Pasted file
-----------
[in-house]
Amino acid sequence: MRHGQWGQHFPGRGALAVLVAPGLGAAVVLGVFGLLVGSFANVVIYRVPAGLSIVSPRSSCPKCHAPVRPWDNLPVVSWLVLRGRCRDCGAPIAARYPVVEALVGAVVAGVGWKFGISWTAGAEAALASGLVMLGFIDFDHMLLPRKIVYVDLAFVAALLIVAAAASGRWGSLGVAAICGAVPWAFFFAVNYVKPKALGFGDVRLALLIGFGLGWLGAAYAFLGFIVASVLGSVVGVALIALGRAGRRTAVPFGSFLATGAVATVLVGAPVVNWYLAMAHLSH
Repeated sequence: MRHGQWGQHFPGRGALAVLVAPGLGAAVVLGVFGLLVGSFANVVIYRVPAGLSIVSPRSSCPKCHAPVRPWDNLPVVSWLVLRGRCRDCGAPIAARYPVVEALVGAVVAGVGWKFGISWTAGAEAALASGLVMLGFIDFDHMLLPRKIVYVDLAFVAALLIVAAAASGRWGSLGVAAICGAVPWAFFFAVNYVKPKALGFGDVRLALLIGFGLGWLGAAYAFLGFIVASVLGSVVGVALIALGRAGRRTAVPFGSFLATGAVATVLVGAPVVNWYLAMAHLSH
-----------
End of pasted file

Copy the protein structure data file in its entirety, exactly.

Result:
[in-house]
Amino acid sequence: MRHGQWGQHFPGRGALAVLVAPGLGAAVVLGVFGLLVGSFANVVIYRVPAGLSIVSPRSSCPKCHAPVRPWDNLPVVSWLVLRGRCRDCGAPIAARYPVVEALVGAVVAGVGWKFGISWTAGAEAALASGLVMLGFIDFDHMLLPRKIVYVDLAFVAALLIVAAAASGRWGSLGVAAICGAVPWAFFFAVNYVKPKALGFGDVRLALLIGFGLGWLGAAYAFLGFIVASVLGSVVGVALIALGRAGRRTAVPFGSFLATGAVATVLVGAPVVNWYLAMAHLSH
Repeated sequence: MRHGQWGQHFPGRGALAVLVAPGLGAAVVLGVFGLLVGSFANVVIYRVPAGLSIVSPRSSCPKCHAPVRPWDNLPVVSWLVLRGRCRDCGAPIAARYPVVEALVGAVVAGVGWKFGISWTAGAEAALASGLVMLGFIDFDHMLLPRKIVYVDLAFVAALLIVAAAASGRWGSLGVAAICGAVPWAFFFAVNYVKPKALGFGDVRLALLIGFGLGWLGAAYAFLGFIVASVLGSVVGVALIALGRAGRRTAVPFGSFLATGAVATVLVGAPVVNWYLAMAHLSH